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Lemonade Diet

When you hear the words lemonade diet, please tell me your red flags are going up. A diet based off of the drink known as lemonade sounds like a crock of bogus, but unfortunately, a sure way to get people’s attention and interest. Otherwise known as the Master Cleanse Diet, for the sake of all things good, it is best not to think of this diet as a diet (as such would imply that it is something with substance), but more like a detoxifying method. Yes, looking at it from this respect provides a little more with which to work. In this way, it is similar to other cleansing (detoxifying) methods, such as a juice detoxification. Also in this way, it isn’t something that should be followed for long-term; it is simply a short-term solution to detoxify the body. Staying on it for a long time can result in serious nutrient deficiencies; after all, a detox diet “allows” you to eat (or drink) a very select few things, and in every single case, these things don’t provide all the nutrients that our bodies need. Doing this for long periods of time will, obviously, make you deficient in some nutrients.

The Lemonade Diet
Eating and drinking is very restrictive while on the Lemonade Diet. In fact, there are weeks at a time when you have to only go with drinking a lemonade solution made with lemon juice, cayenne pepper, maple syrup, and distilled water. Hmmm…sounds…rough. This “special” drink is supposed to supply you with all the nutrition you need with the syrup (a 12-year-old could tell you that maple syrup is not very nutritious, sugar-free or not) so you don’t get hungry, but let me tell you: if you drank nothing but lemonade, no matter the ingredients, for weeks at a time, you WILL be hungry and want to stuff your face with anything that your eyes see.

The Lemonade Drink
To make the drink, you’re supposed to mix 2 tablespoons of freshly squeezed organic lemon juice, 2 tablespoons of grade B organic maple syrup, 1/10 of a teaspoon of powdered organic cayenne pepper, and 10 ounces of distilled water. Whenever you’re hungry, you’re supposed to drink the lemonade. Do this 6-10 times per day. The fresh lemon juice contains more vitamins and minerals than bottled lemon juice; the grade B organic maple syrup is supposed to be better than regular maple syrup; and the cayenne pepper is supposed to have natural healing qualities. Nonetheless, it isn’t a sufficient diet on which to sustain the body.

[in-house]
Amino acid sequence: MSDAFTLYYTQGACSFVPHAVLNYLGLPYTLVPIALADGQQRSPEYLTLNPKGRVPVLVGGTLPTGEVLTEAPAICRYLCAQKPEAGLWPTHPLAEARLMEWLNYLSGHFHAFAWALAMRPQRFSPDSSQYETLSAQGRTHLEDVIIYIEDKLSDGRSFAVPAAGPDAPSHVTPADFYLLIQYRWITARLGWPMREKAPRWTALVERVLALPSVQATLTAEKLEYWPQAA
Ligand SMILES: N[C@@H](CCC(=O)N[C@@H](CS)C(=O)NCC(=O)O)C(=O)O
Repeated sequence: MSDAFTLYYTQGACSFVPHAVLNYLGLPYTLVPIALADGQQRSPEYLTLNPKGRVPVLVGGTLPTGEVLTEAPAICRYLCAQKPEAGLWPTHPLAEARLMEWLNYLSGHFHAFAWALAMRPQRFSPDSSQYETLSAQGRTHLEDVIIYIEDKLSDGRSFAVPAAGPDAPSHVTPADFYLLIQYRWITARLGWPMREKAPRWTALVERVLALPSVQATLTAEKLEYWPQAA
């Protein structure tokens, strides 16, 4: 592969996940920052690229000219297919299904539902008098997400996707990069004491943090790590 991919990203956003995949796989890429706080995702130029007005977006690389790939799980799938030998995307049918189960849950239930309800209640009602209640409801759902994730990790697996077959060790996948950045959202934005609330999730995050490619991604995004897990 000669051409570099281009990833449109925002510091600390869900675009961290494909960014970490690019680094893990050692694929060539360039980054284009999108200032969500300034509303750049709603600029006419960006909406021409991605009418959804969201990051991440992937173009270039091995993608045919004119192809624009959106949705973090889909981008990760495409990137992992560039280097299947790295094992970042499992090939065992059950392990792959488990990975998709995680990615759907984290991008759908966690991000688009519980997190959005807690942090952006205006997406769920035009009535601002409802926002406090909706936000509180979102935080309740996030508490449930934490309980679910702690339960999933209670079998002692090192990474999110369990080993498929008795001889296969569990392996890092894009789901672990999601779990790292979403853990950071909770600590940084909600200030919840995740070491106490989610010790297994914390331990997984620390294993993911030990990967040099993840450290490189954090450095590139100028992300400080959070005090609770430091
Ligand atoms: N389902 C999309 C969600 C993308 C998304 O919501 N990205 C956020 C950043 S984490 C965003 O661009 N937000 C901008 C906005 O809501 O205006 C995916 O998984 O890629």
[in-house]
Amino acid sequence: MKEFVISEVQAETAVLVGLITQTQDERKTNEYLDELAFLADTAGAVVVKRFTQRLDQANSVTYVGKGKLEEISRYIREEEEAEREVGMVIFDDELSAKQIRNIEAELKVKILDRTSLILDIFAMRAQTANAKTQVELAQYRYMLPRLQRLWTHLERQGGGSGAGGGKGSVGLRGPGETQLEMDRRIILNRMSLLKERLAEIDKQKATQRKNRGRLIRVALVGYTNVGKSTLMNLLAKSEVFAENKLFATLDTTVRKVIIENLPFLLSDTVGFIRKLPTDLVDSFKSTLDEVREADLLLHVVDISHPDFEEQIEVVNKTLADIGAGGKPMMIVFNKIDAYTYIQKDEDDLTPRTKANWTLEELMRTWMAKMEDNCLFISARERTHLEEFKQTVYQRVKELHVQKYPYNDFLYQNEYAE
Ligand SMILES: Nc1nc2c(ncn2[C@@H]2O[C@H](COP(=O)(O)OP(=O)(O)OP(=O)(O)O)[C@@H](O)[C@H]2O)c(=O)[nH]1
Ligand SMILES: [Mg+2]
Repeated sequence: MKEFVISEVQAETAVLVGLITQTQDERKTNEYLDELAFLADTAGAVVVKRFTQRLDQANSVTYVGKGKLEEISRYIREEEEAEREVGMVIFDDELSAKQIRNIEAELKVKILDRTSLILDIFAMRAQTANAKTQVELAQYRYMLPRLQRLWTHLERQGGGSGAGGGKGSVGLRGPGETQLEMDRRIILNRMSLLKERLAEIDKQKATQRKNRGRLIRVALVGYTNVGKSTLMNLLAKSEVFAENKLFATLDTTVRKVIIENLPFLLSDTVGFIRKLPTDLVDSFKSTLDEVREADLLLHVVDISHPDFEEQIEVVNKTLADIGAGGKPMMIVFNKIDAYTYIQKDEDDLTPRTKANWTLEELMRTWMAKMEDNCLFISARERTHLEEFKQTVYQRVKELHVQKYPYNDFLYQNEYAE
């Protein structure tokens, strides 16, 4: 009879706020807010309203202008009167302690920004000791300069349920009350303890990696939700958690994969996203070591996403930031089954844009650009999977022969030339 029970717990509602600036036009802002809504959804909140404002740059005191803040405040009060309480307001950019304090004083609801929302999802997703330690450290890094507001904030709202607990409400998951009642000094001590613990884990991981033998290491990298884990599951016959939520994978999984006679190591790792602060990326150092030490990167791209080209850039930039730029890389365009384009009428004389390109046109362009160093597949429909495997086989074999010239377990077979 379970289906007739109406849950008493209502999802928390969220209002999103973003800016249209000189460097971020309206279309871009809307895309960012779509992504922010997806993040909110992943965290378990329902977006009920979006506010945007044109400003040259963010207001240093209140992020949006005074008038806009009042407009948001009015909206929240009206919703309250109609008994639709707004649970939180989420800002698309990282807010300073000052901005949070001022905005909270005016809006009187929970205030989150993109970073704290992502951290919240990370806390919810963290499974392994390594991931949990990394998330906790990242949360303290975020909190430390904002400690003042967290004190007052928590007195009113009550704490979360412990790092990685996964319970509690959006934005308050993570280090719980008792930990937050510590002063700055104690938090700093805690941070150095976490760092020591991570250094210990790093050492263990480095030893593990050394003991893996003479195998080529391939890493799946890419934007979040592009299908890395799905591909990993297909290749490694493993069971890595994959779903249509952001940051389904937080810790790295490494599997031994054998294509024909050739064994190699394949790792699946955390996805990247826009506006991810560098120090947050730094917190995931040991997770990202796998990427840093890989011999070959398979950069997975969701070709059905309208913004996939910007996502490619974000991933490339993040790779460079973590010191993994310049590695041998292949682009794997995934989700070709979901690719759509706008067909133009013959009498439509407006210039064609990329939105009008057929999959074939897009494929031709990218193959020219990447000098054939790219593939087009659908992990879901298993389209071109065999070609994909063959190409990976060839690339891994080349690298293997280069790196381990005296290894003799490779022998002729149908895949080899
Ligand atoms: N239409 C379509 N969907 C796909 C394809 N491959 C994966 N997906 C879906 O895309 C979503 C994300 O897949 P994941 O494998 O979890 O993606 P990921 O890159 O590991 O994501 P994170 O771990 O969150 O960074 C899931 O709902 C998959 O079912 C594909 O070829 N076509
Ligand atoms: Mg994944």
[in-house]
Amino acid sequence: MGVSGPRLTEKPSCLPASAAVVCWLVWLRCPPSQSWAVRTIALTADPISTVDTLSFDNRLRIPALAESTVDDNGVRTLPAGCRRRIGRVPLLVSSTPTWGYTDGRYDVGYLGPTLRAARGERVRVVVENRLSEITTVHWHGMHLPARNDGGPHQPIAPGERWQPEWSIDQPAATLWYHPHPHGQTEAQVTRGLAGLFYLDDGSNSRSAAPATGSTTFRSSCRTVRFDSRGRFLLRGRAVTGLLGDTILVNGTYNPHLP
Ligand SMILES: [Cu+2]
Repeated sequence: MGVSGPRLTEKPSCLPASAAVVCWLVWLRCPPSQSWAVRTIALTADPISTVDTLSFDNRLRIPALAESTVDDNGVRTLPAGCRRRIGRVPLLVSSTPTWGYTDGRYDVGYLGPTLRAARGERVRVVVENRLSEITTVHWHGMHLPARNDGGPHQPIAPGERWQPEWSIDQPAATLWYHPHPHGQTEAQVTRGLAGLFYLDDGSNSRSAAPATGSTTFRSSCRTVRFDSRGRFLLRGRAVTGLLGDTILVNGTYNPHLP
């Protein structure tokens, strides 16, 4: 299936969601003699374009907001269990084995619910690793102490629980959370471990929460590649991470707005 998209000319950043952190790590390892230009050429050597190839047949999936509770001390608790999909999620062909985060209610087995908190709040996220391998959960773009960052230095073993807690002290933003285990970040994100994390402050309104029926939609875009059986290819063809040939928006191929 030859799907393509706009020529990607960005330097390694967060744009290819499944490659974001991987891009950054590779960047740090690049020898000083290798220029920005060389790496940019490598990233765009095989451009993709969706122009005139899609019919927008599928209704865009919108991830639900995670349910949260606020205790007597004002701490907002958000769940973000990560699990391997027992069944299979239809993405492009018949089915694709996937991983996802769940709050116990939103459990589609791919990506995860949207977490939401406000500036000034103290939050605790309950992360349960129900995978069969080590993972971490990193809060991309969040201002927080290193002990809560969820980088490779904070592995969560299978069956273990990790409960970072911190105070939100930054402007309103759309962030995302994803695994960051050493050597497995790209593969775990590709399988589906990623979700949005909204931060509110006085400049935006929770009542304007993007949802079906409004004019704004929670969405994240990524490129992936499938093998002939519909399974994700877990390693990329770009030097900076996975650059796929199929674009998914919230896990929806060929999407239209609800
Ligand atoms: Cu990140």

Keep in Mind
Cleansing diets are not made for fat loss. They simply cleanse the body of water and fluid that has been there unnecessarily. Yes, this is a good thing, but you don’t actually lose weight. Weight loss is only visible and considered weight loss when fat is lost for good. Once you go off the cleansing diet (the Lemonade Diet falls into this category), the numbers on the scale will return to where they were before you started the cleanse. So don’t be confused, this diet, and other cleansing diets for that matter, is not meant for weight loss, but for cleansing the body of toxins.

The only good thing that can really be said about this diet is that it rids the body of toxins, cleanses the colon, and the ingredients are safe. The lemonade concoction doesn’t use any bizarre ingredients that may cause serious health problems. However, the benefits stop there. Be careful if you’re truly considering using the lemonade diet. Remember that you can’t use it for weight loss, just as a means to cleanse the body.

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